Foster care teens vulnerable to traffickers

teens vulnerable to trafficking

Some 18,000 to 20,000 missing children incidents are reported every year. Of homeless, runaway or ‘throwaway youth’, a third are lured into prostitution or offered money for sex within 48 hours of leaving home.  Of the 500,000 children in the U.S. in some form of foster care, vulnerability is especially high, according to Brent Currence of the Ohio Missing Persons Unit of the State Attorney General Mike DeWine’s Office, Bureau of Criminal Investigation at last week’s Ohio Chief Probation Officer’s Conference.

Essentially, human trafficking amounts to slavery, whether its labor trafficking, compelled service, or sex trafficking.  Labor trafficking might happen from debt bondage. Compelled service could be in childcare, domestic  or janitorial work, agriculture, garment work, street peddling, construction trades or manufacturing, or in the restaurant trades.  People might be recruited by newspaper ads for modeling jobs or other fake employment agencies with offers too good to be true.  Acquaintances or family might recruit the victim and then there are abduction stories as naïve folks are lured through front businesses, he explained.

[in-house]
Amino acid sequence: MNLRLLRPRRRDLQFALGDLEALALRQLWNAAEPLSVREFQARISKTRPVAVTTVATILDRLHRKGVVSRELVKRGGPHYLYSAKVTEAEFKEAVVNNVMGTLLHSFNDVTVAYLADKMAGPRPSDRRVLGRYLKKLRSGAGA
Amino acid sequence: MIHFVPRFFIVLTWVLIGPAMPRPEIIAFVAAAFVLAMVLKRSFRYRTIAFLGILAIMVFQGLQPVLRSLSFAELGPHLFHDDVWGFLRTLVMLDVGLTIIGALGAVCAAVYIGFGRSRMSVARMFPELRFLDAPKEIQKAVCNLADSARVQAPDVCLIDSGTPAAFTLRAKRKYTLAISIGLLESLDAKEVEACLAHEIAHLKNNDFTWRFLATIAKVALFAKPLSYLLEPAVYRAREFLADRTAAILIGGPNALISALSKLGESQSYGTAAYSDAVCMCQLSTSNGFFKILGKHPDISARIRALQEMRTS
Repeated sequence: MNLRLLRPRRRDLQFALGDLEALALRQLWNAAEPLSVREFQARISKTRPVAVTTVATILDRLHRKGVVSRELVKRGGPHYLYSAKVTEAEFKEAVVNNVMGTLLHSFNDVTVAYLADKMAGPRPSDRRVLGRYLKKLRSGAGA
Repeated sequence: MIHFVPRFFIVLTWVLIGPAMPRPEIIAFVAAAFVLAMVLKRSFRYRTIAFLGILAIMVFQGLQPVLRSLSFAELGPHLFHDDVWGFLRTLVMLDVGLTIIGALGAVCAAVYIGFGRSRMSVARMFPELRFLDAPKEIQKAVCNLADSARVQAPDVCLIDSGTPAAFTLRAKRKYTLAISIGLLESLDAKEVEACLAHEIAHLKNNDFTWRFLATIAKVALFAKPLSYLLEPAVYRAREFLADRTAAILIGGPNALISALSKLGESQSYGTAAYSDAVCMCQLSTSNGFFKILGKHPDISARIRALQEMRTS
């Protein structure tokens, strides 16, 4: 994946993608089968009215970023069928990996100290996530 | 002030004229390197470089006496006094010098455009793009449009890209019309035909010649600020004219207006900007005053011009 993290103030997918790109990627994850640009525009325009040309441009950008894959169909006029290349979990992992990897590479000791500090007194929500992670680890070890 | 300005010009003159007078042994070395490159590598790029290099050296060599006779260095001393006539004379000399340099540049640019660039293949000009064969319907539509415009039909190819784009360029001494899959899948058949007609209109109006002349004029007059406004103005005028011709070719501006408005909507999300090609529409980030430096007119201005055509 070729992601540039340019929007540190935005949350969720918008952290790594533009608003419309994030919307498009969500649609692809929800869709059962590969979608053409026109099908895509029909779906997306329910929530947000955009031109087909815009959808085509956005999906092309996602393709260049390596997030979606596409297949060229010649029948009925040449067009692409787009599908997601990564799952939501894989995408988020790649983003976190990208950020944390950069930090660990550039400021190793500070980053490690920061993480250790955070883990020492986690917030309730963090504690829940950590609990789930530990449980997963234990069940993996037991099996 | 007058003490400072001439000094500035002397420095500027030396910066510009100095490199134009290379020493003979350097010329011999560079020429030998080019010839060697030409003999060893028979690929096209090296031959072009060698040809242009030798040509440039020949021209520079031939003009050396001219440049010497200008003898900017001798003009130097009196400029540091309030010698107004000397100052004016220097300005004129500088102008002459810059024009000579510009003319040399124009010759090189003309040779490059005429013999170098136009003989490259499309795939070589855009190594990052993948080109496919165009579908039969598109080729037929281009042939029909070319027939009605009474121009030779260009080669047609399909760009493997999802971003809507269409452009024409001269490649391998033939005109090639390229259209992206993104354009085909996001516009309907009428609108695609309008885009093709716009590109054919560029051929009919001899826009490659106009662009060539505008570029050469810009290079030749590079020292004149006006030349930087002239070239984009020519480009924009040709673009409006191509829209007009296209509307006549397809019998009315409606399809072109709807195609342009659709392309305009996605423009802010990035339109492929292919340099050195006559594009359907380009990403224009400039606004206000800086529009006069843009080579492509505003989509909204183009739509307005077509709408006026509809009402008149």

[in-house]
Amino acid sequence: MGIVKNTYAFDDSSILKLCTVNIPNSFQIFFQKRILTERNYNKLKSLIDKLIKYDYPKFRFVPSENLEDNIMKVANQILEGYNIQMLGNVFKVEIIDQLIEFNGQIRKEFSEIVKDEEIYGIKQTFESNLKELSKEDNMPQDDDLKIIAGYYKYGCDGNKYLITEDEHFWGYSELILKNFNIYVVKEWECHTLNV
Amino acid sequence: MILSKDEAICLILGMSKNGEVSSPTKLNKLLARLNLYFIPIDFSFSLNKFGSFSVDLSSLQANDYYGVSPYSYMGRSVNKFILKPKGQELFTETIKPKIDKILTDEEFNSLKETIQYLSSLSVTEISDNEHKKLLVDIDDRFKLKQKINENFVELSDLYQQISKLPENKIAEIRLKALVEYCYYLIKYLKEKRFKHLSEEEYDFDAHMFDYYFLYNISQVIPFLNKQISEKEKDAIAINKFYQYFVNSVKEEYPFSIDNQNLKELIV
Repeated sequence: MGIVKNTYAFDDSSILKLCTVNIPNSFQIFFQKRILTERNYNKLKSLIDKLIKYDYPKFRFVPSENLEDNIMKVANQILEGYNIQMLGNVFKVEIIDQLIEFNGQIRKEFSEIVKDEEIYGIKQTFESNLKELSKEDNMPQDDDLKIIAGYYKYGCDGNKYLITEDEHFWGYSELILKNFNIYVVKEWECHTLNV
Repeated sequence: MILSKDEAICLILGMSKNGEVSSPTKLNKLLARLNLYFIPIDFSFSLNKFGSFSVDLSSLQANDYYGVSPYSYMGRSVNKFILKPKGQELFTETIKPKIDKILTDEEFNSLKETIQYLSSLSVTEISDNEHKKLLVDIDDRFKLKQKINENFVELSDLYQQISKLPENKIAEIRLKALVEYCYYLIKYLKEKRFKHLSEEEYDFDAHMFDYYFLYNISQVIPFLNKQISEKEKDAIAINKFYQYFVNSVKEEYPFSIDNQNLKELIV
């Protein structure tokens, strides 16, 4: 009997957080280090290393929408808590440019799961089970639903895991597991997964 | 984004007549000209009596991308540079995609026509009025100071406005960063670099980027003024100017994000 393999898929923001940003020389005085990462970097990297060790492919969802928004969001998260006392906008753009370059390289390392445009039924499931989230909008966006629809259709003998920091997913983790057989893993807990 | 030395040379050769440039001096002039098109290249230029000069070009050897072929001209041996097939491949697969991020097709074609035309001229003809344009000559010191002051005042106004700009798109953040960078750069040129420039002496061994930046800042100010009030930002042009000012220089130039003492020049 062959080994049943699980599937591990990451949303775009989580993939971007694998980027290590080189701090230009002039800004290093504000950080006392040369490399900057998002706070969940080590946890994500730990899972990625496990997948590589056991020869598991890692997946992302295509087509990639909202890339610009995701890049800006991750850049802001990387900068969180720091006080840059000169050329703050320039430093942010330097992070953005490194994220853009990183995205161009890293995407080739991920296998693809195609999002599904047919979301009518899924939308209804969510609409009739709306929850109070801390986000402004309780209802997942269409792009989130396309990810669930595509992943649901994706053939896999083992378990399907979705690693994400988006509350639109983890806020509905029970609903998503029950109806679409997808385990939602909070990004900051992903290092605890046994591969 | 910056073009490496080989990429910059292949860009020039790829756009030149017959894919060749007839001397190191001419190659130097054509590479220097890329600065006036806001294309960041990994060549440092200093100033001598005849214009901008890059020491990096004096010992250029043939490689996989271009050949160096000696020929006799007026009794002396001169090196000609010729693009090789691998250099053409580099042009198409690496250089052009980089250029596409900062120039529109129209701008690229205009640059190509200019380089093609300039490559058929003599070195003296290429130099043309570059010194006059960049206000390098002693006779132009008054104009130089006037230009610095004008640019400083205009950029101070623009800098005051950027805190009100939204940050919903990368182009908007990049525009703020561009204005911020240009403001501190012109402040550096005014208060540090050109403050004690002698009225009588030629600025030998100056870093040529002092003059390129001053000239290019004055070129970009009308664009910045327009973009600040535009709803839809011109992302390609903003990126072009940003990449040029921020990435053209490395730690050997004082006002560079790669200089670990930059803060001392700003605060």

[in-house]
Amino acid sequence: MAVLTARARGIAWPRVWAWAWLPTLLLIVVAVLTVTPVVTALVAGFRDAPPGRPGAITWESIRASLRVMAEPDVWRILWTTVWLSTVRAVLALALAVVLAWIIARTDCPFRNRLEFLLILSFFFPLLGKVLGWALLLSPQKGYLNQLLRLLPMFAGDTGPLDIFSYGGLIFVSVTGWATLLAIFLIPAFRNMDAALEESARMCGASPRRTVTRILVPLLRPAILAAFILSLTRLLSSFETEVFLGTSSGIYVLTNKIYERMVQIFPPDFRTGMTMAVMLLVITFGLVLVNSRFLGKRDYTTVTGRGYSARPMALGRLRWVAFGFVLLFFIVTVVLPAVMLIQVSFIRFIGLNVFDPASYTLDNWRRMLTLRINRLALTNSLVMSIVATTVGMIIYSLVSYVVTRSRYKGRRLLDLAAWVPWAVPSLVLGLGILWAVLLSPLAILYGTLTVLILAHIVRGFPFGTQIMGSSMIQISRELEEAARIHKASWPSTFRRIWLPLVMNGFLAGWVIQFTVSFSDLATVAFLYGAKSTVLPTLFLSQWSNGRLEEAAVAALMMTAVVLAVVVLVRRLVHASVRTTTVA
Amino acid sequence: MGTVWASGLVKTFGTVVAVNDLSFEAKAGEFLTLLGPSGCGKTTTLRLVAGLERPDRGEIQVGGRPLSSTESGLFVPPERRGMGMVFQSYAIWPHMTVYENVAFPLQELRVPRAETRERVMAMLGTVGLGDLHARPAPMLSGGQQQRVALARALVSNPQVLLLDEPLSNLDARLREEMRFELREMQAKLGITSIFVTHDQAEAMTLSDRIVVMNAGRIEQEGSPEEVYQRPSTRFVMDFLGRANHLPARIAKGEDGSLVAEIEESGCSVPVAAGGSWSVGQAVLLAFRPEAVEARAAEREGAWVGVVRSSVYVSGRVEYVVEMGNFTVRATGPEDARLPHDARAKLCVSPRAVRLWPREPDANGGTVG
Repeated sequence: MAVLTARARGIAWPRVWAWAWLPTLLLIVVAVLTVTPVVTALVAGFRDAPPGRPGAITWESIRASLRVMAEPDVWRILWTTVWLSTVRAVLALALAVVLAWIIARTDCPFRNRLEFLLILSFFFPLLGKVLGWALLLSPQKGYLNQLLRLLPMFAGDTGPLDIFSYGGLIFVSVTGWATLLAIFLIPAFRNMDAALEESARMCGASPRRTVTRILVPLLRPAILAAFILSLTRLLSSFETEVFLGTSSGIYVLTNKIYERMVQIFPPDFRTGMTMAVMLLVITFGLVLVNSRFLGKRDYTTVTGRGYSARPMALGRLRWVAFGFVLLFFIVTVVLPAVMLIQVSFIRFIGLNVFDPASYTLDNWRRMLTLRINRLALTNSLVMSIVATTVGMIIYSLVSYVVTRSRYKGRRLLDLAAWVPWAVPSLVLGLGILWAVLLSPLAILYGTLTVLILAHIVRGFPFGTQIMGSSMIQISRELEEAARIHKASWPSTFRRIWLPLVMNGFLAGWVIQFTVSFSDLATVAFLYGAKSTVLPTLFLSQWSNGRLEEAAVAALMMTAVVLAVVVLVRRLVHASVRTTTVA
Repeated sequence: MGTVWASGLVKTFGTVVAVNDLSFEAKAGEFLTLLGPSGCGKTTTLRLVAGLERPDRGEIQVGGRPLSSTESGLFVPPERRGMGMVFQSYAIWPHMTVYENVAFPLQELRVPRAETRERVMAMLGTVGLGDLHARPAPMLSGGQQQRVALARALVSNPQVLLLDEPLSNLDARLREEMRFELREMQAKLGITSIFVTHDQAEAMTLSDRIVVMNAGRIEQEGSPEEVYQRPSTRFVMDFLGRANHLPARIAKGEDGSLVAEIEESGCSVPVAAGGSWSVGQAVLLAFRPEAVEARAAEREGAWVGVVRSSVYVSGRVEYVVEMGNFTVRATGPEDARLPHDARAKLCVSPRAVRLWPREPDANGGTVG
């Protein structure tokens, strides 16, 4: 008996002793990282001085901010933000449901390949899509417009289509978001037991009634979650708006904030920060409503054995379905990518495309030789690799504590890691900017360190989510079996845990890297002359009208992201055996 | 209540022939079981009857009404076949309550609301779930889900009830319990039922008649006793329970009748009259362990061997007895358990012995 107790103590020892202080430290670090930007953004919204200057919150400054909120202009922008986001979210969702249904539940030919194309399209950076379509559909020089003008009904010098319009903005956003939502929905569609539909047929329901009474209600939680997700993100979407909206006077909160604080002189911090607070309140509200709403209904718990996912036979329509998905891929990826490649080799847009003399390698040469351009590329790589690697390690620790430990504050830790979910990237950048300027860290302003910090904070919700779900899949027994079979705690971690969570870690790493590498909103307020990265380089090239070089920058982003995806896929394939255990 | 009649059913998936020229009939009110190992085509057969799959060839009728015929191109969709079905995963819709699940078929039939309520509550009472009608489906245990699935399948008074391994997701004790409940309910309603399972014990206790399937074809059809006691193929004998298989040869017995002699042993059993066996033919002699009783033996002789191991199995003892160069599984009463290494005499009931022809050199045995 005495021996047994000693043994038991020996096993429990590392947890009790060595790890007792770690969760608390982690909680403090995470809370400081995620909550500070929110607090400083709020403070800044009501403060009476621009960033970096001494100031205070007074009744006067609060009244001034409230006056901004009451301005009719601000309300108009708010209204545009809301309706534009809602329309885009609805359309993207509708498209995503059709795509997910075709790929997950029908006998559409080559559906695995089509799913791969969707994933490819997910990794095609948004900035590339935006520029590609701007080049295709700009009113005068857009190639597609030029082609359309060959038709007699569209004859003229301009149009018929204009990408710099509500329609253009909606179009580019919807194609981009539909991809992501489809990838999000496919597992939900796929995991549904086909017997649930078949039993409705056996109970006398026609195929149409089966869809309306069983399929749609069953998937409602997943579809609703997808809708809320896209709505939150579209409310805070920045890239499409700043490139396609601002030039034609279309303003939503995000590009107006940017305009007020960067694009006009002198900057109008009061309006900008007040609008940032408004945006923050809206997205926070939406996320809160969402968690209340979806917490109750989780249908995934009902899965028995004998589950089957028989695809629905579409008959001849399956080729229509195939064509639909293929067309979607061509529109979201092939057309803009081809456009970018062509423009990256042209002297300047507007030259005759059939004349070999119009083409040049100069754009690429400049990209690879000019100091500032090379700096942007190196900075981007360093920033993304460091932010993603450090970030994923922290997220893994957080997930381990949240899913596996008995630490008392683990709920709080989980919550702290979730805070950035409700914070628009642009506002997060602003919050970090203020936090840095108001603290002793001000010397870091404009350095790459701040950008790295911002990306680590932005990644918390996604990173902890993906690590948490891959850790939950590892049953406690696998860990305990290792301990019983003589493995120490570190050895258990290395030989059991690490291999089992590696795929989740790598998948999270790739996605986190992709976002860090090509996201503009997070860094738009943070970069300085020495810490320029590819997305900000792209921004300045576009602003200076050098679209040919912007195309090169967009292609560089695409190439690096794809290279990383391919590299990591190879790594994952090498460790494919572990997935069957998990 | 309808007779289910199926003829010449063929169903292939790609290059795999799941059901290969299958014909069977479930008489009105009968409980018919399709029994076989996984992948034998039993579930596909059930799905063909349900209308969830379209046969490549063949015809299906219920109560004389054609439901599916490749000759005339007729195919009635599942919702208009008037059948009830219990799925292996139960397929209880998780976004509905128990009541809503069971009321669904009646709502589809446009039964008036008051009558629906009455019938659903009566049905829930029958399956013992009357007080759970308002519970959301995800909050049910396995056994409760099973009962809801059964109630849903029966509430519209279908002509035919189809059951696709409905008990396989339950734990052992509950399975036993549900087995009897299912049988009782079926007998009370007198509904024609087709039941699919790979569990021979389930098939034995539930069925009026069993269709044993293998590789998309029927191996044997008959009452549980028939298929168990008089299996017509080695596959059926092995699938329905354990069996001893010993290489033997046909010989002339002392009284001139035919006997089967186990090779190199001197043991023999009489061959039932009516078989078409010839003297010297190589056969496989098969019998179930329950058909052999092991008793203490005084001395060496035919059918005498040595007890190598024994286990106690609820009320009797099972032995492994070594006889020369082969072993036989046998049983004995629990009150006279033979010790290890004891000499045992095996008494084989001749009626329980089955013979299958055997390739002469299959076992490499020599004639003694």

His presentation explored risk factors which  include neglect or abuse at home, a troubled home life, mental disability, or not having a positive adult role model.  For those trafficked into labor, many have experienced high unemployment,  discrimination, an environment of crime, lived in poverty, or come from a country with political conflict, corruption, or where labor trafficking is commonly practiced.  Frequent moves, high density living environment, restricted movement/communication or requiring an interpreter to be the intermediary might be indicators of trafficking activity. Not having access to one’s identity papers-driver’s license, social security card/number, birth certificate, cell phone, bank account, or personal possessions could be a red flag. Did you ever wonder about a Central American roofing crew who arrived in the same van, worked in blistering heat with two short 15 minute breaks, didn’t speak English, and were controlled by a tough crew boss?  Perhaps the kitchen crew in an Asian or Mexican restaurant made you wonder, or the unlikely couple in a convention hotel- a young girl with an older man.